Some people like to claim that the difference between a graphic novel and a comic is that the graphic novel has a beginning, middle and end and is not a part of a continuing series. This doesn’t really work either. Some call the Sandman TPBs (trade paperbacks) graphic novels, but they ARE just parts of a serialized story. Every story has a beginning middle and end and a good third of the actual novels I read are part of continuing series!

    The only thing I would ever refer to as a graphic novel is a long form comic story released initially as one volume and meant to be viewed as one volume.

    Square-bound collections of comics are trade paperbacks.

    Everything in the medium, be it a single issue. a trade or a graphic novel (*seethes*) are comic books.

    With my rant out of the way, I’ll toss out a few suggestions:

    If you’re into hardboiled crime fiction, check out Criminal by Ed Brubaker and Sean Phillips. There are four trades available and you can read them in any order, as each stands on it’s own. They are only loosely connected by the setting and a few recurring characters.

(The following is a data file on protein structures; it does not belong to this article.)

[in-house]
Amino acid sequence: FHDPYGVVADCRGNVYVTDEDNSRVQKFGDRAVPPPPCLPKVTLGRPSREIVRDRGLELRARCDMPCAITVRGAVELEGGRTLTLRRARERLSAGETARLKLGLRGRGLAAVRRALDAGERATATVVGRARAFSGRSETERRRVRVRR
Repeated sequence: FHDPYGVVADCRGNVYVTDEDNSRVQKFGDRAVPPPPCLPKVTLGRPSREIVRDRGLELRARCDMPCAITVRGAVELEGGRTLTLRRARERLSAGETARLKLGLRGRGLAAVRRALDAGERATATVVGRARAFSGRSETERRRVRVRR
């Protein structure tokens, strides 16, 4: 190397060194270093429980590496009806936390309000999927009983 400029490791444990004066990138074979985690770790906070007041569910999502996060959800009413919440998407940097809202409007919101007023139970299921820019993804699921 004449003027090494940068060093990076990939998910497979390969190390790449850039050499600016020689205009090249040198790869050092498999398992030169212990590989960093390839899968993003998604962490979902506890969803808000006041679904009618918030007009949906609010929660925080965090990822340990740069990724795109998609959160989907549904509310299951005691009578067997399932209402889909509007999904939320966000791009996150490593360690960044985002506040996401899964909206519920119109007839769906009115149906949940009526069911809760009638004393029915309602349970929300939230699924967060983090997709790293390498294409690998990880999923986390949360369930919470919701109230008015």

Into serial killers? Try out Torso by Brian Micheal Bendis and Marc Andreyko. It’s based on true story of The Mad Butcher of Kingsbury Run, also called the Cleveland Torso Murderer, and Elliot Ness’ attempts to capture one of America’s first well known serial killers.

    Love animals? And violence? Pick up Grant Morrison and Frank Quitely’s WE3. It tells the story of three lost pets, a kitty, bunny and a dog, who have been “enhanced” by the military and suddenly find themselves free, on the run, and wishing they could find home again after the program is shut down and they are forced to escape or be terminated. I cried.

    If you like horror or zombies, you should already be reading The Walking Dead. The first trade paperback is Days Gone Bye and it’s pretty cheap, only costing $9.95 new. It’s a Romero-style zombie tale that never ends and always goes where you don’t expect it to. No one is safe.

    Lover’s of fairy tales and modern fantasy should read Fables: Legends in Exile. Sleeping Beauty, Prince Charming, Snow White, Pinnochio, The Big Bad Wolf… They are all real and they are currently living in Fabletown, a hidden community in the heart of New York City. When Snow White’s sister, Rose Red, is murdered, it’s up to Bigby Wolf to solve the crime. His main suspects are Bluebeard, known to have killed a woman or two in his time and Jack Horner, the quick and nimble giant-killer and mastermind behind a thousand failed get rich quick schemes.